- iPhone/iPad: £1.99 (Universal app)
If you took Polarbit's description of its latest effort at face value, you might be concerned for your own wellbeing. Not least because of the claim of 'eye popping' visuals; I'm not entirely sure I want my eyes popped, thanks.
We're also advised to watch out for visual amazement, and chaos being taken to "another level". I think I quite enjoy regular chaos, if that's OK, chaps. Let's face it; none of us are getting any younger.
Unlike the entertaining Reckless Racing, this cop-smashing affair makes you work hard for your little victories. The idea is to cause as much destructive chaos as you can, but pulling it off without getting yourself into a succession of scrapes is another matter entirely.
Part of its frantic appeal is to figure out the optimal escape route by hitting the jumps, scooping up the coins, and dispensing the power-ups with point-scoring efficiency. Manage that without continually blowing up or going off the track and you'll be awarded all four stars. Play as haplessly as me, and you'll continually struggle to unlock the next tier.
On the upside, being skill deficient means having to go back and actually learn how to play the game - a facet that lends it the necessary replay value.
Once you're in the zone, it starts to feel like a slapstick top-down Burnout. And if you don't feel like paying for that, maybe you should have your eyes popped.
- iPhone/iPad: £1.49.
If you're a plucky indie start-up, and you're wondering why no-one's interested in your amazing new game, here's an easy shortcut: insert the words 'Qix-inspired' somewhere in your press release, sit back, and watch the coverage roll in.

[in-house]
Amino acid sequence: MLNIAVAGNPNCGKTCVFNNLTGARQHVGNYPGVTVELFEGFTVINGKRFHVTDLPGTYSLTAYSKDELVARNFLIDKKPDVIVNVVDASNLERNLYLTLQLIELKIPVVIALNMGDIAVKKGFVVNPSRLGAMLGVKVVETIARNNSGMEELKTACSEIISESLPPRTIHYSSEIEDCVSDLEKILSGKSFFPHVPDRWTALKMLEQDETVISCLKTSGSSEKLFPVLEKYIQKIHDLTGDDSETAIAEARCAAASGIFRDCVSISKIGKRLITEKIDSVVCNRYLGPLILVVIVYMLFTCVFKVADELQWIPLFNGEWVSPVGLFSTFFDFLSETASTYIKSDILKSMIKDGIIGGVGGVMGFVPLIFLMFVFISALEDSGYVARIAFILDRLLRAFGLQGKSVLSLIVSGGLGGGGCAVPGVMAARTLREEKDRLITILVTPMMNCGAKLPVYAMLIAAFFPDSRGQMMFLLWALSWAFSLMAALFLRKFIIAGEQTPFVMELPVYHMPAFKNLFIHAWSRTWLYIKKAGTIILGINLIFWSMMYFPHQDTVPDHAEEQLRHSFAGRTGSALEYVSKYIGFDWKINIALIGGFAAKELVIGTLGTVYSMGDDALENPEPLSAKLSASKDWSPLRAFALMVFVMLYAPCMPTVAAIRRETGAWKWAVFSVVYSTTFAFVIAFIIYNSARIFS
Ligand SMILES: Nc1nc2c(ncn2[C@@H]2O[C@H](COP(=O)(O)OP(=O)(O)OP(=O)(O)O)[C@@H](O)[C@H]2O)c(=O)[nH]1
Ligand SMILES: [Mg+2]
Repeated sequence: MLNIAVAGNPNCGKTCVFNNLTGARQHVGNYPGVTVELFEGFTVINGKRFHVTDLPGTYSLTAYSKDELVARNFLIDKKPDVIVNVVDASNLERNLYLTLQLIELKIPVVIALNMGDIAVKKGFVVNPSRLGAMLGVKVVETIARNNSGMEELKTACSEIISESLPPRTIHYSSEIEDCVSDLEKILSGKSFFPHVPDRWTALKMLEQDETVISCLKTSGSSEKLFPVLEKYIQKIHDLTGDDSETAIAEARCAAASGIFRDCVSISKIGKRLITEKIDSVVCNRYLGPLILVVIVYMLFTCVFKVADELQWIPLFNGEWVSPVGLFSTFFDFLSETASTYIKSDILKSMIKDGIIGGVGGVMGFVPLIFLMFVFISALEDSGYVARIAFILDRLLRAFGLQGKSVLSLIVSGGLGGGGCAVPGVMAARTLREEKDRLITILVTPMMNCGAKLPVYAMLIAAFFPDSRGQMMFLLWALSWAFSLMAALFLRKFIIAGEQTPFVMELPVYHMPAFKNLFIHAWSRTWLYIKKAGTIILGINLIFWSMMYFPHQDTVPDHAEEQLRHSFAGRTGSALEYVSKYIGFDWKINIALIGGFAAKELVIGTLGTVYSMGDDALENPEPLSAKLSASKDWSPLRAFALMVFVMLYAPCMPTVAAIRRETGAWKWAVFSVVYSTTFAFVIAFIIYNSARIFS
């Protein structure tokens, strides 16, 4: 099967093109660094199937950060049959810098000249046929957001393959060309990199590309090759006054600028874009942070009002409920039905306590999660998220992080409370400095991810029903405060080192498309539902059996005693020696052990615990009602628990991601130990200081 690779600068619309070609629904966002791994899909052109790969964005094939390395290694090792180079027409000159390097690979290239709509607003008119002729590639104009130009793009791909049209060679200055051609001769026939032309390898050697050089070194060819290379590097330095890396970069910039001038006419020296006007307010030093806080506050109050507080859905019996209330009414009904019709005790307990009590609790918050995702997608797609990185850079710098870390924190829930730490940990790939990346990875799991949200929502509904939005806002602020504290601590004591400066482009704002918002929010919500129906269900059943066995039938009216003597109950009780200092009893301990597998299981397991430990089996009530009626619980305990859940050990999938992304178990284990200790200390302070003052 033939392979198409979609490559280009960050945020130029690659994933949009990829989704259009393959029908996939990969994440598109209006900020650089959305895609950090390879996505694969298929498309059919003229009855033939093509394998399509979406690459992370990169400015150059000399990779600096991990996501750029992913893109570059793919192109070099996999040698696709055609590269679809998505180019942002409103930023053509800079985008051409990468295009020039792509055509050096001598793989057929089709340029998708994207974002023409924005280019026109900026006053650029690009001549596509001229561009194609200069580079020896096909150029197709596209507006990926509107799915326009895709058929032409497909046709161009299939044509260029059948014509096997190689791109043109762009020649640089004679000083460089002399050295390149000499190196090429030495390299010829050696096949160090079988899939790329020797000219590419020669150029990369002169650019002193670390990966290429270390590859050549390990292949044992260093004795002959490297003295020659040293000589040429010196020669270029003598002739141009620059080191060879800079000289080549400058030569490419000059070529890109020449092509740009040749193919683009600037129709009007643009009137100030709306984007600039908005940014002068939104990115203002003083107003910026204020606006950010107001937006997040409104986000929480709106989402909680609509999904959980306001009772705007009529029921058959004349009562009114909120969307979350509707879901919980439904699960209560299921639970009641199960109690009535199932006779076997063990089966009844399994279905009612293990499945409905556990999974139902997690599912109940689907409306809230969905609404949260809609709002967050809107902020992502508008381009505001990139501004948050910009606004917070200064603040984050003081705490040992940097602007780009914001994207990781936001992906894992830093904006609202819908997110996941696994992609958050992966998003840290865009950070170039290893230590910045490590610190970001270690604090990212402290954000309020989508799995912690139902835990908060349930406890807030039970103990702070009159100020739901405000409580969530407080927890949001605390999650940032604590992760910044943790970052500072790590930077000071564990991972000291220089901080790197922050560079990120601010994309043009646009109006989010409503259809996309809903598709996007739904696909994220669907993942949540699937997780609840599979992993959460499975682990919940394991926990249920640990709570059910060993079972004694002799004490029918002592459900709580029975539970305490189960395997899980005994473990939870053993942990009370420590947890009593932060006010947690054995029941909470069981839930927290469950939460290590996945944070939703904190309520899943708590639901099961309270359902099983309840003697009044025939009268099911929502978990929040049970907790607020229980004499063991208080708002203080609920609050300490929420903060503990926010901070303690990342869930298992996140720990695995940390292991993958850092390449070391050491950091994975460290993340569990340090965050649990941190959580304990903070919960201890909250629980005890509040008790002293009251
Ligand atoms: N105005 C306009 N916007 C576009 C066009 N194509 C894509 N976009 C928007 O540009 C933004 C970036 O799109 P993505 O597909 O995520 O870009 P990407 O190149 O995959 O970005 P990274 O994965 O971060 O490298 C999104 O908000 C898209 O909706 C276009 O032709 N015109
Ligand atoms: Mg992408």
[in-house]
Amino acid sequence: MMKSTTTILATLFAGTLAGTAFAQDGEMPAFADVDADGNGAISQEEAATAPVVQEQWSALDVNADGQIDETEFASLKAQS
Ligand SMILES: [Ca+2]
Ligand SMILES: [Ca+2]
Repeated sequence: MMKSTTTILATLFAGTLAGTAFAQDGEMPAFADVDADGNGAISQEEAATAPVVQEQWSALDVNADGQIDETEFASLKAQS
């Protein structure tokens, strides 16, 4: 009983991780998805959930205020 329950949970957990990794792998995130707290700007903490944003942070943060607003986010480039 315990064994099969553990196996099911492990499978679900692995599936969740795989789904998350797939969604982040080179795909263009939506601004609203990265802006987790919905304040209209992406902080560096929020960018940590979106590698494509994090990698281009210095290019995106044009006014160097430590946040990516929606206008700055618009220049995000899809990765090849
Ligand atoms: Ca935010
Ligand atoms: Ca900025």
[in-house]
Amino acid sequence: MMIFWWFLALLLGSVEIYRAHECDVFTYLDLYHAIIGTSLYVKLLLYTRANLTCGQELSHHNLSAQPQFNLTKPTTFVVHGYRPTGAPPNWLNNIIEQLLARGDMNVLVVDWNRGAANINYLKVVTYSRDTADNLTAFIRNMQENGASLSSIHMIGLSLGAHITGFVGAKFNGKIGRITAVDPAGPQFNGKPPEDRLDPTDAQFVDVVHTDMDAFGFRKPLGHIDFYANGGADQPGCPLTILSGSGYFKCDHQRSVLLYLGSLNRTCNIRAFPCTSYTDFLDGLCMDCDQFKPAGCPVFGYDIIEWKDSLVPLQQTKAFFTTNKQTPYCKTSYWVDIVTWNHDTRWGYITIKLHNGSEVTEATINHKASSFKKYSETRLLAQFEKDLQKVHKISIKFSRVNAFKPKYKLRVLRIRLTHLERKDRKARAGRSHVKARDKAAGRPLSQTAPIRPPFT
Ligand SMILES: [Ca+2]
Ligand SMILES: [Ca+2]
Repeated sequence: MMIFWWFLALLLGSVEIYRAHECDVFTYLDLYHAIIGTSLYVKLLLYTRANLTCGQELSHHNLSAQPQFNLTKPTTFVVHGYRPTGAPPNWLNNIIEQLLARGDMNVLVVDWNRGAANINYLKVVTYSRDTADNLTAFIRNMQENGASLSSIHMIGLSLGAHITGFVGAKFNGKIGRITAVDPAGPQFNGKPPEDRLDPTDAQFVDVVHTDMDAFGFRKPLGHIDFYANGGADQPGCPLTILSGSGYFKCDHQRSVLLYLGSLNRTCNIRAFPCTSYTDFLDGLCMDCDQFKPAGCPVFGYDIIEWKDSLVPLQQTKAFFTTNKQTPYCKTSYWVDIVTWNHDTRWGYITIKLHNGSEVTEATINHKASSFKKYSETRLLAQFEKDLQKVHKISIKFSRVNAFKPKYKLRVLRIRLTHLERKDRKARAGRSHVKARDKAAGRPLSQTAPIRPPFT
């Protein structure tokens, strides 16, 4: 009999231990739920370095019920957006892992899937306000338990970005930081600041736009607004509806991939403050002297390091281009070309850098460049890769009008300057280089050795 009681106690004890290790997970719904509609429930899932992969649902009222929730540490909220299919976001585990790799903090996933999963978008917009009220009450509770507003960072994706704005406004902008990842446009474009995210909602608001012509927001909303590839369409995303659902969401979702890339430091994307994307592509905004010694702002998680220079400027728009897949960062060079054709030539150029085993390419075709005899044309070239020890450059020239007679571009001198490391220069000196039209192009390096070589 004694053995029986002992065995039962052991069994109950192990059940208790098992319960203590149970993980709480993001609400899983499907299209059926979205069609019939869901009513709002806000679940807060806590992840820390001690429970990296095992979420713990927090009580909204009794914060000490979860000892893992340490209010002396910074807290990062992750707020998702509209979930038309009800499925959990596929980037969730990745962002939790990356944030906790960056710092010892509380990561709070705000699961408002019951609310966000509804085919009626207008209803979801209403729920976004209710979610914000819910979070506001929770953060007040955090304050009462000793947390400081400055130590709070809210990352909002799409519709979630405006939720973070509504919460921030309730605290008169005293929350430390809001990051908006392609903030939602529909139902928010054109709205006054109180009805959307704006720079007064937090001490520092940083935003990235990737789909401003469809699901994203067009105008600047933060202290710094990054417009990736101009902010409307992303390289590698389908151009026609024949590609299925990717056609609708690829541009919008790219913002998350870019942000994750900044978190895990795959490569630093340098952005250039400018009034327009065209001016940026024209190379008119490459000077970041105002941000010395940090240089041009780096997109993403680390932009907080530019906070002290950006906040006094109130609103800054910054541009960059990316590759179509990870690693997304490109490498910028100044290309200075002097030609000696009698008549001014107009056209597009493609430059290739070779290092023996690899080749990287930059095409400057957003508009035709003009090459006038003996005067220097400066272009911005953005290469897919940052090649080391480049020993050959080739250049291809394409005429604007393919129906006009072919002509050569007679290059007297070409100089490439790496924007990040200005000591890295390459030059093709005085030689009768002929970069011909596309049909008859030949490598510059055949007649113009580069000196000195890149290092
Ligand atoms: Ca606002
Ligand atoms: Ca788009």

It doesn't even have to be true. You could just create a fantastic backstory about tormented badgers and their ongoing territorial struggle with neighbouring hedgehogs.
In CurveBot's case, developers Elpixo has come up with a textbook example by creating a weird robot thing on valiant a mission to rescue his fiery friends from the dreaded drones.
What that means in practice, of course, is the need to carve away chunks of the landmass until only a few per cent surrounding them is left.
If you've ever played Qix, or the many millions of games that want to be its friend, you'll know that you start off on the perimeter, and have to essentially draw a line from one of the edges to another to claim a chunk. It works slightly differently here, though. Rather than claim land, once you carve a slice off it drops away, leaving you with an ever-decreasing blob of land to skirt around.
But while Qix exists in an abstract top-down view befitting a videogame from 1982, CurveBot views the action from a comparatively lavish third-person 3D.
This turns out to be both a good and a bad thing, sadly. Good in the sense that it looks rather lovely, bad in that your field of view is hopelessly limited - and in a game where drones are constantly trying to halt your progress, not being able to judge exactly when something is about to crash into your line is a bit of a deal-breaker.
At first, it's just a mild irritation, but the further you progress into this 60-level affair, the more aggressive the drones become and the more it starts to aggravate you when you can't see what to avoid. If the imminent update does indeed address this, this could be the 3D Qix your perverted imagination has been hankering after all these years.